Minnesota and Massachusetts have both adopted the Uniform Interstate Family Support Act. See Minn. Stat. §§ 518C.101-.902 (2002); Mass. Gen Laws ch. 209D, §§ 1-101-9-902 (2002). Under the UIFSA, a support order issued by a tribunal of another state can be registered in Minnesota for enforcement and for modification. Minn. Stat. §§ 518C.601, .609. Father, citing Stone v. Stone,argues that, if there are no arrearages, then there are no enforcement issues, and an obligee is not entitled to registration for enforcement. 636 N.W.2d 594, 596-97 (Minn. App. 2001). Therefore, he contends, mother’s registration of the Massachusetts child-support order was ineffective and Minnesota courts do not have jurisdiction to enforce the order because nothing in the record shows that any arrearages existed when mother submitted the registration documents.
But Stone is distinguishable from this case. There, the petitioning mother failed to allege that the obligor was not in compliance with the foreign child-support order. Id. at 596. Because the mother had not alleged any non-compliance with the order, we held that there was “no ‘enforcement’ issue as to the . . . support order and (mother was) not entitled to register it for enforcement in Minnesota.” Id. at 596-97. Here, mother submitted an affidavit alleging arrearages in father’s child-support obligations, so there was an enforcement issue in regard to the Massachusetts order.
The requirements for registration of a foreign child-support order are set forth in Minn. Stat. § 518C.602(a), which provides that the registering party must submit the following to the registering court:
(1) a letter of transmittal to the tribunal requesting registration and enforcement;
(2) two copies, including one certified copy, of all orders to be registered, including any modification of an order;
(3) a sworn statement by the party seeking registration or a certified statement by the custodian of the records showing the amount of any arrearage;
(4) the name of the obligor and, if known:
(i) the obligor’s address and social security number;
(ii) the name and address of the obligor’s employer and any other source of income of the obligor; and
(iii) a description and the location of property of the obligor in this state not exempt from execution; and
(5) the name and address of the obligee and, if applicable, the agency or person to whom support payments are to be remitted.
Minn. Stat. § 518C.602(a). There is nothing in the statutory registration requirements or caselaw indicating that a showing that actual arrearages existed at the time of registration is necessary for registration to be effective. As we noted in Stone, an allegation that the obligor is not in compliance with the foreign order is necessary to register the order for enforcement. 636 N.W.2dat 596. After the order has been registered, the registering court must notify the obligor that it has been registered and, inter alia, of the amount of any alleged arrearages. Minn. Stat. § 518C.605. The obligor then has 20 days in which to request a hearing to contest the validity or enforcement of the registered order by establishing one of the seven defenses enumerated in Minn. Stat. § 518C.607(a). Minn. Stat. § 518C.606(a). If the obligor fails to establish one of the defenses in section 518C.607(a), the registering court shall issue an order confirming registration of the order. Minn. Stat. § 518C.607(c). If the obligor fails to contest the registration in a timely manner, the registration is confirmed by operation of law. Minn. Stat. § 518C.606(b). Confirmation of a registered order precludes further contest of the order with respect to any matter that could have been asserted at the time of registration. Minn. Stat. § 518C.608.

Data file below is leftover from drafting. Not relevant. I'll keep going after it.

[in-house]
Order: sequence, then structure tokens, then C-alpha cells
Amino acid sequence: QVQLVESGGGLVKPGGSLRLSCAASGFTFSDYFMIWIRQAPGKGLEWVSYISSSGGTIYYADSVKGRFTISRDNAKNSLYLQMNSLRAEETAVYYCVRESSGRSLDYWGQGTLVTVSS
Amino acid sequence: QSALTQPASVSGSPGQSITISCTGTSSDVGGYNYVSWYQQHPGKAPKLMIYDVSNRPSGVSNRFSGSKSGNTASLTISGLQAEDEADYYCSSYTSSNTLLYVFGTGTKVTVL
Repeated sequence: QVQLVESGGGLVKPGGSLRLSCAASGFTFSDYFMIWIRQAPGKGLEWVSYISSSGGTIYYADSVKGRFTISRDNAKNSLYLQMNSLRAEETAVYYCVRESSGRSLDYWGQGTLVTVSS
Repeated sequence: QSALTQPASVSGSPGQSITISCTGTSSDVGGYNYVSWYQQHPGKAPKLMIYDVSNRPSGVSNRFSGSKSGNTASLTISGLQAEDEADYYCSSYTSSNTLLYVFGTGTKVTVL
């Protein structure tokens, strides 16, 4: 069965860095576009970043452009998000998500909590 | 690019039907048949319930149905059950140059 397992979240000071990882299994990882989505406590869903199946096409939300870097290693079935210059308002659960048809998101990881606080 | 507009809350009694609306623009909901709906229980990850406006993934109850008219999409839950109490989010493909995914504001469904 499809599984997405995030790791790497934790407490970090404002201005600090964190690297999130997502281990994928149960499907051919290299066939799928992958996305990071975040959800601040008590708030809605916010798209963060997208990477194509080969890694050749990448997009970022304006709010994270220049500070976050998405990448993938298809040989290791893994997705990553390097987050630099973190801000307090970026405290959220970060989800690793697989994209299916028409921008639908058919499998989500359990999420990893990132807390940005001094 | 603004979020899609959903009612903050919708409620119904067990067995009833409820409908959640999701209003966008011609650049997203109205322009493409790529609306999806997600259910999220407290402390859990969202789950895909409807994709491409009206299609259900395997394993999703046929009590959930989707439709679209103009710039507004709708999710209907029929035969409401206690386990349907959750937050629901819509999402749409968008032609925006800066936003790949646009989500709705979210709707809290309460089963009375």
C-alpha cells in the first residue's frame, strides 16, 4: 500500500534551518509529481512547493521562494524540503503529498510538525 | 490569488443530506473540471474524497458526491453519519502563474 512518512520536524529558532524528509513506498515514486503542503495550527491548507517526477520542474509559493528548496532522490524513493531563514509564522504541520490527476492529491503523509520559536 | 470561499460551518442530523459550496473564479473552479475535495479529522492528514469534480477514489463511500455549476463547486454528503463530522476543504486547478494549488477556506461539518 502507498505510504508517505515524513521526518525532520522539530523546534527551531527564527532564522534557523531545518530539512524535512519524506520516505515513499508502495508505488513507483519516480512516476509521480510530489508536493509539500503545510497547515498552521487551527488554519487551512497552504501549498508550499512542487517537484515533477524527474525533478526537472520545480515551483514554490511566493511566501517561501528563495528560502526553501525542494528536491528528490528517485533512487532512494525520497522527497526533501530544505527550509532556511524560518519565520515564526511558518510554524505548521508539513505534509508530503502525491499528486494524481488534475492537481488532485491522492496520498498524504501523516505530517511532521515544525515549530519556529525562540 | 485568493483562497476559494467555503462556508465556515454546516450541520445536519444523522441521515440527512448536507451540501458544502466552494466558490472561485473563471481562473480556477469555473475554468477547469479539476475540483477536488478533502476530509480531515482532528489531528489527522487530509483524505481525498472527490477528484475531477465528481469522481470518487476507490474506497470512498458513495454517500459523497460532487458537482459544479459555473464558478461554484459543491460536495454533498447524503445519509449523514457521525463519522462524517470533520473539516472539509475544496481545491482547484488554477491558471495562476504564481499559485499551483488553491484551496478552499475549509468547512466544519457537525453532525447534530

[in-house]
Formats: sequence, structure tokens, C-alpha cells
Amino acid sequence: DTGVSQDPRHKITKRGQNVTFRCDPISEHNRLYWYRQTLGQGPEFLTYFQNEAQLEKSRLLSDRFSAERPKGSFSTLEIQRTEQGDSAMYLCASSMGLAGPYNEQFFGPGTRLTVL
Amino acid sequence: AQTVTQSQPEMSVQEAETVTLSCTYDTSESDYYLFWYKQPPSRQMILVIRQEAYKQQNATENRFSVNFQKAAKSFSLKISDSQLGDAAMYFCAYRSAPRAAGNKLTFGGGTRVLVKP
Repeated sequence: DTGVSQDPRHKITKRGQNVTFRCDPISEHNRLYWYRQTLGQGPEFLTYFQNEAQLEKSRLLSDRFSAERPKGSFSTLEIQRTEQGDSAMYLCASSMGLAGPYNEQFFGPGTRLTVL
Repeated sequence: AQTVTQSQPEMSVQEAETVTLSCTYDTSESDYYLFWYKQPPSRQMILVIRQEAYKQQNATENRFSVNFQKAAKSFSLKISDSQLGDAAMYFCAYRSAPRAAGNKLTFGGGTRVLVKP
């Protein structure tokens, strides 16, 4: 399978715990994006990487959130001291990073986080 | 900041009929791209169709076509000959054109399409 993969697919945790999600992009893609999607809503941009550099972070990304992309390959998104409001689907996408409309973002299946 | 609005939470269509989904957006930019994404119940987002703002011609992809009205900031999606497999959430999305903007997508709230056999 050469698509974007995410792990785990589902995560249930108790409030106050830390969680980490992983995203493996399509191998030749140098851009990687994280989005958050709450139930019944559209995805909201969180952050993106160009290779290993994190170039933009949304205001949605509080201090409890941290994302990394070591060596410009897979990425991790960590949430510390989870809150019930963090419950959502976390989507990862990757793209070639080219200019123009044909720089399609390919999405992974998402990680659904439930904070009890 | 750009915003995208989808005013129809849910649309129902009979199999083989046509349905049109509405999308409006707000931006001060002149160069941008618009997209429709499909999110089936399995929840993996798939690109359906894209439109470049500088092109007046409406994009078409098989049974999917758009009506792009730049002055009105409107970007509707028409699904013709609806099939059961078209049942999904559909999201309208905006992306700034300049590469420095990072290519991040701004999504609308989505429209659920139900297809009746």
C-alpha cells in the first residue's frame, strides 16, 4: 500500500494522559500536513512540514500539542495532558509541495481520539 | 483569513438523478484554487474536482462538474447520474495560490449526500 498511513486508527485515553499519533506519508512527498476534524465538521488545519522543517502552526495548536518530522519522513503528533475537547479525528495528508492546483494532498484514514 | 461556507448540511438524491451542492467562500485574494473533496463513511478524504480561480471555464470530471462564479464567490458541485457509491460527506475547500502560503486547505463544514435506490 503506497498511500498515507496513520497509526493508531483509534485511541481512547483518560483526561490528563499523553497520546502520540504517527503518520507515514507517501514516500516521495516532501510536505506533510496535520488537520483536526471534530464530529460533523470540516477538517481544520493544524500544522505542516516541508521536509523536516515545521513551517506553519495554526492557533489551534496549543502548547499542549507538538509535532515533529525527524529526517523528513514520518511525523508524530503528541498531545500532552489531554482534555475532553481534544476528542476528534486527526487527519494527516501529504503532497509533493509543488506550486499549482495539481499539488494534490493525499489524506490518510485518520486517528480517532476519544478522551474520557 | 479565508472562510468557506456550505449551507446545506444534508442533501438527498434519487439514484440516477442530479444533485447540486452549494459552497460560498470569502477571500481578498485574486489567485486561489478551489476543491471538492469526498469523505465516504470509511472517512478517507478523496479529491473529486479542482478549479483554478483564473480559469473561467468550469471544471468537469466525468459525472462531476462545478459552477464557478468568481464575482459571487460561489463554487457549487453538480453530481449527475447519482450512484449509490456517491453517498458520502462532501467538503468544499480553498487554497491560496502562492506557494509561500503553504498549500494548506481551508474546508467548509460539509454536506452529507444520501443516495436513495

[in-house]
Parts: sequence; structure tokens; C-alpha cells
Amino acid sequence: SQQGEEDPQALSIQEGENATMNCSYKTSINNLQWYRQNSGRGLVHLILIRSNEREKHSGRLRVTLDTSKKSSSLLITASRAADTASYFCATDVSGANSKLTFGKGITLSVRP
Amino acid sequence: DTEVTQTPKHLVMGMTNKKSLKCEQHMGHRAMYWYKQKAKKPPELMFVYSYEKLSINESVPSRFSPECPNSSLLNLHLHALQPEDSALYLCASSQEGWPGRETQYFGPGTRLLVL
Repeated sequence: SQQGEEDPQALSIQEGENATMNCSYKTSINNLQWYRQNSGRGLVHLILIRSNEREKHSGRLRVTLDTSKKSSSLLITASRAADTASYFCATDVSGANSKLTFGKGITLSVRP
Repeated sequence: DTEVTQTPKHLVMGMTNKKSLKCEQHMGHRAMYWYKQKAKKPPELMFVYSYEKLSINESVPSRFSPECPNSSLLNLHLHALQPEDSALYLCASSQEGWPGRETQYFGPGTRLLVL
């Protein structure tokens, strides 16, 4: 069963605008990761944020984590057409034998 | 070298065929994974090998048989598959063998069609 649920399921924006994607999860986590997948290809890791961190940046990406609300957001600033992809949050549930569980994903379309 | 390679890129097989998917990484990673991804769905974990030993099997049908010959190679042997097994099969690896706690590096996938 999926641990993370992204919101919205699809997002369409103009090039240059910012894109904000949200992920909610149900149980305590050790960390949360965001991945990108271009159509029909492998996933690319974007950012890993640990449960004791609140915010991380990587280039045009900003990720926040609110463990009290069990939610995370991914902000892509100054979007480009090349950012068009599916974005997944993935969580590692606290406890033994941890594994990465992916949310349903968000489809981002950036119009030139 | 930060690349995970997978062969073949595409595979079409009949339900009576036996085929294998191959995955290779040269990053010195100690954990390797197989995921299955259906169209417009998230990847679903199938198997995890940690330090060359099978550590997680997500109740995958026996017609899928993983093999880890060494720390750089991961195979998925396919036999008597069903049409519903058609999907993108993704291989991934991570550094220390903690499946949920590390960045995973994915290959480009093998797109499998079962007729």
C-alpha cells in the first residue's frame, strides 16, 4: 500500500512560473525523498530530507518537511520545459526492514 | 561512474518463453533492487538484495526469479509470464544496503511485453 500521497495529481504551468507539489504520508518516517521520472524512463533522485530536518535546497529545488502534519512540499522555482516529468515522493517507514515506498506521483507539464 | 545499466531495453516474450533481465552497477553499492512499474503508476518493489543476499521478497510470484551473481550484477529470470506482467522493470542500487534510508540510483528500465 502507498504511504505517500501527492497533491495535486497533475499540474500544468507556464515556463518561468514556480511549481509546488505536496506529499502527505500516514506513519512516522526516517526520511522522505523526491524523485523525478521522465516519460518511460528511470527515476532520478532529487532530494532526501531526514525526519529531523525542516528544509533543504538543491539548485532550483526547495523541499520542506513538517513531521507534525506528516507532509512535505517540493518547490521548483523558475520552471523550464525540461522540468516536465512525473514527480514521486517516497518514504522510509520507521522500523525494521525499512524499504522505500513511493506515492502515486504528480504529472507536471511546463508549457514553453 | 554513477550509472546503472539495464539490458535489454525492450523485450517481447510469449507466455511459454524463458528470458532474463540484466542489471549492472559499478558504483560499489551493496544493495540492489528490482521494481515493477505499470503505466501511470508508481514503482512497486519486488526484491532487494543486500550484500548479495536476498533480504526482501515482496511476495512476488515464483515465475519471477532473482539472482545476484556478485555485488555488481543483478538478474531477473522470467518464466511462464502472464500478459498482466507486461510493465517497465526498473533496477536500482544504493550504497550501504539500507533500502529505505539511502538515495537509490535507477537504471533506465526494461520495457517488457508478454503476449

Here, mother complied with the procedures for registration set forth in Minn. Stat. § 518C.602(a), and father failed to contest the registration. We conclude that mother effectively registered the Massachusetts order and Minnesota courts have jurisdiction to enforce the order.
Under section 205 of the UIFSA, as codified in Massachusetts, Massachusetts courts retain continuing, exclusive jurisdiction to modify a child-support order issued in Massachusetts
(1) as long as the commonwealth remains the residence of the obligor, the individual obligee, or the child for whose benefit the support order is issued; or
(2) until all of the parties who are individuals have filed written consents with the tribunal of the commonwealth for a tribunal of another state to modify the order and assume continuing, exclusive jurisdiction.
Mass. Gen. Laws ch. 209D, § 2-205(a); see also Minn. Stat. § 518C.205(a) (providing identical statement of law applicable to child-support orders issued by Minnesota courts). When courts lose continuing, exclusive jurisdiction under section 205(a), they lose jurisdiction to modify the order, but the order may still be enforced by the issuing court and by courts of any states where the order has been registered. Unif. Interstate Family Support Act § 205 cmt. (amended 1996), 9 U.L.A. Pt. IB, at 286 (1999). Here, under Mass. Gen. Laws ch. 209D, § 2-205(a)(1), Massachusetts lost continuing, exclusive jurisdiction to modify the child-support order when the child and both parents moved out of the state. But although subsection 205(a) of the UIFSA identifies how the issuing court may lose continuing, exclusive jurisdiction to modify an order, it does not confer jurisdiction to modify the order on another court. Id. Sections 611 and 613 of the UIFSA, codified in Minnesota as Minn. Stat. §§ 518C.611 and .613, identify the three circumstances under which Minnesota courts can assume jurisdiction to modify the Massachusetts child-support order.